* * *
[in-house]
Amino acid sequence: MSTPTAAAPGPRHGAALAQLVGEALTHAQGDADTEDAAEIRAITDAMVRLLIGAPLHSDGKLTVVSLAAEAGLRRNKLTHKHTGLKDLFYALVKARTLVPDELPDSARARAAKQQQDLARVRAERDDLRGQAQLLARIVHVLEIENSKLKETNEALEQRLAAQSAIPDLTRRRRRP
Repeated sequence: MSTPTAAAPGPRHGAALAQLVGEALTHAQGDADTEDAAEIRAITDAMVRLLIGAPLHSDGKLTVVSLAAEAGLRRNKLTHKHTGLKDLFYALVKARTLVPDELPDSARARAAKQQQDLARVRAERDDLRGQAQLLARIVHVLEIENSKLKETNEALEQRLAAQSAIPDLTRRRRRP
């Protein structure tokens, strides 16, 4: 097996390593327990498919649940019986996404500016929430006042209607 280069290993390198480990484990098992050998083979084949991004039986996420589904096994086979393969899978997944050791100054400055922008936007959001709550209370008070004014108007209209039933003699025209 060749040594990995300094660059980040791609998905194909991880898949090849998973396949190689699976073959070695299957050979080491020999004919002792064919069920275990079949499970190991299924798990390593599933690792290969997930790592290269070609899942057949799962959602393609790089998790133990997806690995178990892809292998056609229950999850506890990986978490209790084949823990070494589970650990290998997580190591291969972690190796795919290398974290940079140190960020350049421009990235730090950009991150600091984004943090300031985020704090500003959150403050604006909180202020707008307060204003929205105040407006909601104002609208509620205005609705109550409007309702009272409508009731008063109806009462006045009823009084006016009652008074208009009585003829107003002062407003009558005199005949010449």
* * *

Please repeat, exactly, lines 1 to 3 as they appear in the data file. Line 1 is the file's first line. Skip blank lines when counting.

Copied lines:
[in-house]
Amino acid sequence: MSTPTAAAPGPRHGAALAQLVGEALTHAQGDADTEDAAEIRAITDAMVRLLIGAPLHSDGKLTVVSLAAEAGLRRNKLTHKHTGLKDLFYALVKARTLVPDELPDSARARAAKQQQDLARVRAERDDLRGQAQLLARIVHVLEIENSKLKETNEALEQRLAAQSAIPDLTRRRRRP
Repeated sequence: MSTPTAAAPGPRHGAALAQLVGEALTHAQGDADTEDAAEIRAITDAMVRLLIGAPLHSDGKLTVVSLAAEAGLRRNKLTHKHTGLKDLFYALVKARTLVPDELPDSARARAAKQQQDLARVRAERDDLRGQAQLLARIVHVLEIENSKLKETNEALEQRLAAQSAIPDLTRRRRRP